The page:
October 10, 2019
Evacuation orders, curfews and restrictions of movement in certain areas for a specific period of time are being proposed in amendments to the Disaster Preparedness and Response Act.
The Bill seeks to amend the Act to empower the Prime Minister to make orders that cover a range of activities or prohibitions for the protection of people.
The purpose of the legislation is to help save lives in the face of approaching storms, and to maintain peace and order afterward, said Prime Minister the Most Hon. Dr. Hubert Minnis who led off the debate in the House of Assembly on Wednesday.
“[Hurricane] Dorian’s impact has reinforced that, what we as Bahamians do before storms could determine if we survive,” said Prime Minister Minnis. “Staying in low-lying areas in the path of catastrophic winds and storm surge, or staying in homes not up to standard could lead to tragedy.”
Under the proposed changes, where an evacuation order is in effect and residents within the specified area or island have not evacuated, first responders would not be duty-bound to risk their lives to perform a rescue until the Department of Meteorology gives the all clear that weather conditions are no longer a threat.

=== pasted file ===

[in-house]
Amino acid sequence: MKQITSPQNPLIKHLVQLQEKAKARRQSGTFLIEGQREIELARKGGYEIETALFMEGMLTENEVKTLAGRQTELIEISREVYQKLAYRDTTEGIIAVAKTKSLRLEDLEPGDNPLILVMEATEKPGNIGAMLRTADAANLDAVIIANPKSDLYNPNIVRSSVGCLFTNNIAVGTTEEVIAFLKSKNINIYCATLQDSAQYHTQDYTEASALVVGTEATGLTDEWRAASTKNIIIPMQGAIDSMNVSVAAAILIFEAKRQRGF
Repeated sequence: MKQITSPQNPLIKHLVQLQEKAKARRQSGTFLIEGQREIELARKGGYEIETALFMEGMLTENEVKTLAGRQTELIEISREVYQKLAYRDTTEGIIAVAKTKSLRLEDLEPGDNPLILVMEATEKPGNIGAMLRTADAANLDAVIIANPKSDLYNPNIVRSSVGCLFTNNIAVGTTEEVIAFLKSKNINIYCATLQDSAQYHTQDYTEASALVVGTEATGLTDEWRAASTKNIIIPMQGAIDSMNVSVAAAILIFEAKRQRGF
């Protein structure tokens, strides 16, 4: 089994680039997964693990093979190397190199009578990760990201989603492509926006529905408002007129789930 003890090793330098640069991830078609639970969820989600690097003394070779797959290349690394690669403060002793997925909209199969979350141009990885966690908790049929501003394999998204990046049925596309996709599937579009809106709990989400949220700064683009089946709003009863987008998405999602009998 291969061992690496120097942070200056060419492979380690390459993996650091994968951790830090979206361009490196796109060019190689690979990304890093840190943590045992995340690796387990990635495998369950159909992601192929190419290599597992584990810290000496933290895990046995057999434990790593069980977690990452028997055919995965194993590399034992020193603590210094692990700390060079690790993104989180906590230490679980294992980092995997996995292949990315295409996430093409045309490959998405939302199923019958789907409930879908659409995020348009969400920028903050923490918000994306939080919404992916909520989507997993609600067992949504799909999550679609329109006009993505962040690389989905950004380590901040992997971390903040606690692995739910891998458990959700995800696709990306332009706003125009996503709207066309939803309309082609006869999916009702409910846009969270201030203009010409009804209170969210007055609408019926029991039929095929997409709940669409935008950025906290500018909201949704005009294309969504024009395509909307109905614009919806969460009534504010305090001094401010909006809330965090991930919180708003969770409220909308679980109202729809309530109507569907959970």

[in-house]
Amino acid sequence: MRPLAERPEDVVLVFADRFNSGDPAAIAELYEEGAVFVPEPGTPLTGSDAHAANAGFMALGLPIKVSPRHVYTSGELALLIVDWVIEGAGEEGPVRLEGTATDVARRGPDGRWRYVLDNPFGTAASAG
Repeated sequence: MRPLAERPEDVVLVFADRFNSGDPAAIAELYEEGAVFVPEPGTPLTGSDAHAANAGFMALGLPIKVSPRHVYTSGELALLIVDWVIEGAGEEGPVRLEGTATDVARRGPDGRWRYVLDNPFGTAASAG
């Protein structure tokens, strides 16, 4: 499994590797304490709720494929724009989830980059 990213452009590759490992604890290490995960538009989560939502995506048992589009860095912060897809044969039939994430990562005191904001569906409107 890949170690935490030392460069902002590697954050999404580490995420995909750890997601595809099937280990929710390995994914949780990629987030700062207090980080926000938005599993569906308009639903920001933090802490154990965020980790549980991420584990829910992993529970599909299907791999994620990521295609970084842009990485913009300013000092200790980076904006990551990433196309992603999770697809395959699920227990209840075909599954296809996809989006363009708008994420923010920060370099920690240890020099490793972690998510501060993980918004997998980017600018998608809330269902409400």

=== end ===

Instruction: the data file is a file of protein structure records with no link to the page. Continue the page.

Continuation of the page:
When an evacuation order is in effect, any person within the specified area who refuses, without justifiable cause, to evacuate could be liable to a fine not exceeding $500 or one month in prison, or both, under the Bill.
Where refusal to evacuate is likely to imperil the life of another, the fine could be up to $1,000 or three months in prison, or both.
The Prime Minister may also order, declare and make provisions for relief by providing one or more of the following:
• Rebate of business licence fees where licensees make a donation to either the Government, Hurricane Dorian account, Rebuild Bahamas Account or any other Cabinet approved relief fund or charity for disaster relief.
• A waiver, refund or reduction of VAT or zero rating on the importation of specified goods;
• An exemption of any excise tax payable on the importation of specified goods;
• An exemption of any tariff or tax of any kind on the importation of specified goods;
• A waiver of any other fee, levy, tax or duty payable under any other law.
“The process of reform in how we deal with hurricanes will not be made perfect by any one act or policy,” said the Prime Minister. “We have started the reform process and will continue in various ways in the months and years to come.”
Prime Minister Minnis is pictured during Debate on Amendments to Disaster Preparedness and Response Act in the House of Assembly today.
(BIS Photos/Yontalay Bowe)